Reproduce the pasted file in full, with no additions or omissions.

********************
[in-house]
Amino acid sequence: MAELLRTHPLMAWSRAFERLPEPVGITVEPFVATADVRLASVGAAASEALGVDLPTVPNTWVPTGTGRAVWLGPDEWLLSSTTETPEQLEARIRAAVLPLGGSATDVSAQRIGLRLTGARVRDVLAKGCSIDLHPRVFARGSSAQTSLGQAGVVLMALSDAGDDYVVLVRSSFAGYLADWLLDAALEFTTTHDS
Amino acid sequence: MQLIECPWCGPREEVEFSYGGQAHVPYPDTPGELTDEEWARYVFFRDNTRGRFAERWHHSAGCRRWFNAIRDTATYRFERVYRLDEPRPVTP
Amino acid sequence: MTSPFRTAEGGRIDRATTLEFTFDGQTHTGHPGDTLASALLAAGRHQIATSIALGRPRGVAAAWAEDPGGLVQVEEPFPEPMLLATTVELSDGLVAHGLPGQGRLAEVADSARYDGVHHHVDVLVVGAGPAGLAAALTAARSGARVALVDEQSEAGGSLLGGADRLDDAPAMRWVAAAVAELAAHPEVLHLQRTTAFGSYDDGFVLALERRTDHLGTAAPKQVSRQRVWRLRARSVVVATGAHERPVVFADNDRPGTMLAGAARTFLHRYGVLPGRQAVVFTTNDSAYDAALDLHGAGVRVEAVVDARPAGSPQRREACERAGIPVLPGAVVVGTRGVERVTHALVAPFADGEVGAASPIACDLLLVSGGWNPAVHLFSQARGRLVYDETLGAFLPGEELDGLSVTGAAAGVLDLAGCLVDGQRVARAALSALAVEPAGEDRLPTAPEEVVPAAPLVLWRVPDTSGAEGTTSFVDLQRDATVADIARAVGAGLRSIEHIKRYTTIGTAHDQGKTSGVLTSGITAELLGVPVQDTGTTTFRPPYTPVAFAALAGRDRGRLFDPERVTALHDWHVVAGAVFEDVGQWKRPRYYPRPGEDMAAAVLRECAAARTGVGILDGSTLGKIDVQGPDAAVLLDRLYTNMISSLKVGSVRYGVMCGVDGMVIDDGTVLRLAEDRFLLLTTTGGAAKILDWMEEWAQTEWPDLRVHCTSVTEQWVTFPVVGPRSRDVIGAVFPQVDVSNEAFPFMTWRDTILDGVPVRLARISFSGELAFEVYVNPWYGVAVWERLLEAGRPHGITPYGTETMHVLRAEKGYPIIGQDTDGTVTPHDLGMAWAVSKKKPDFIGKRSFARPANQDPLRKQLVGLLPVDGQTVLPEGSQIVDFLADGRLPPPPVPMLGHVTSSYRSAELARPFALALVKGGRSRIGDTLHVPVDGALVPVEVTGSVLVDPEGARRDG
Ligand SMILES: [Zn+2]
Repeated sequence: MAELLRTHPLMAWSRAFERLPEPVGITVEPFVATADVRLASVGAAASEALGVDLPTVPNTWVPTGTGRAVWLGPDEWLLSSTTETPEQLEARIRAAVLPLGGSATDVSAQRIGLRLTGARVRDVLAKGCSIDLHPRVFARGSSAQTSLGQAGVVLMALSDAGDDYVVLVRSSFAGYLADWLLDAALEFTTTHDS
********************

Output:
[in-house]
Amino acid sequence: MAELLRTHPLMAWSRAFERLPEPVGITVEPFVATADVRLASVGAAASEALGVDLPTVPNTWVPTGTGRAVWLGPDEWLLSSTTETPEQLEARIRAAVLPLGGSATDVSAQRIGLRLTGARVRDVLAKGCSIDLHPRVFARGSSAQTSLGQAGVVLMALSDAGDDYVVLVRSSFAGYLADWLLDAALEFTTTHDS
Amino acid sequence: MQLIECPWCGPREEVEFSYGGQAHVPYPDTPGELTDEEWARYVFFRDNTRGRFAERWHHSAGCRRWFNAIRDTATYRFERVYRLDEPRPVTP
Amino acid sequence: MTSPFRTAEGGRIDRATTLEFTFDGQTHTGHPGDTLASALLAAGRHQIATSIALGRPRGVAAAWAEDPGGLVQVEEPFPEPMLLATTVELSDGLVAHGLPGQGRLAEVADSARYDGVHHHVDVLVVGAGPAGLAAALTAARSGARVALVDEQSEAGGSLLGGADRLDDAPAMRWVAAAVAELAAHPEVLHLQRTTAFGSYDDGFVLALERRTDHLGTAAPKQVSRQRVWRLRARSVVVATGAHERPVVFADNDRPGTMLAGAARTFLHRYGVLPGRQAVVFTTNDSAYDAALDLHGAGVRVEAVVDARPAGSPQRREACERAGIPVLPGAVVVGTRGVERVTHALVAPFADGEVGAASPIACDLLLVSGGWNPAVHLFSQARGRLVYDETLGAFLPGEELDGLSVTGAAAGVLDLAGCLVDGQRVARAALSALAVEPAGEDRLPTAPEEVVPAAPLVLWRVPDTSGAEGTTSFVDLQRDATVADIARAVGAGLRSIEHIKRYTTIGTAHDQGKTSGVLTSGITAELLGVPVQDTGTTTFRPPYTPVAFAALAGRDRGRLFDPERVTALHDWHVVAGAVFEDVGQWKRPRYYPRPGEDMAAAVLRECAAARTGVGILDGSTLGKIDVQGPDAAVLLDRLYTNMISSLKVGSVRYGVMCGVDGMVIDDGTVLRLAEDRFLLLTTTGGAAKILDWMEEWAQTEWPDLRVHCTSVTEQWVTFPVVGPRSRDVIGAVFPQVDVSNEAFPFMTWRDTILDGVPVRLARISFSGELAFEVYVNPWYGVAVWERLLEAGRPHGITPYGTETMHVLRAEKGYPIIGQDTDGTVTPHDLGMAWAVSKKKPDFIGKRSFARPANQDPLRKQLVGLLPVDGQTVLPEGSQIVDFLADGRLPPPPVPMLGHVTSSYRSAELARPFALALVKGGRSRIGDTLHVPVDGALVPVEVTGSVLVDPEGARRDG
Ligand SMILES: [Zn+2]
Repeated sequence: MAELLRTHPLMAWSRAFERLPEPVGITVEPFVATADVRLASVGAAASEALGVDLPTVPNTWVPTGTGRAVWLGPDEWLLSSTTETPEQLEARIRAAVLPLGGSATDVSAQRIGLRLTGARVRDVLAKGCSIDLHPRVFARGSSAQTSLGQAGVVLMALSDAGDDYVVLVRSSFAGYLADWLLDAALEFTTTHDS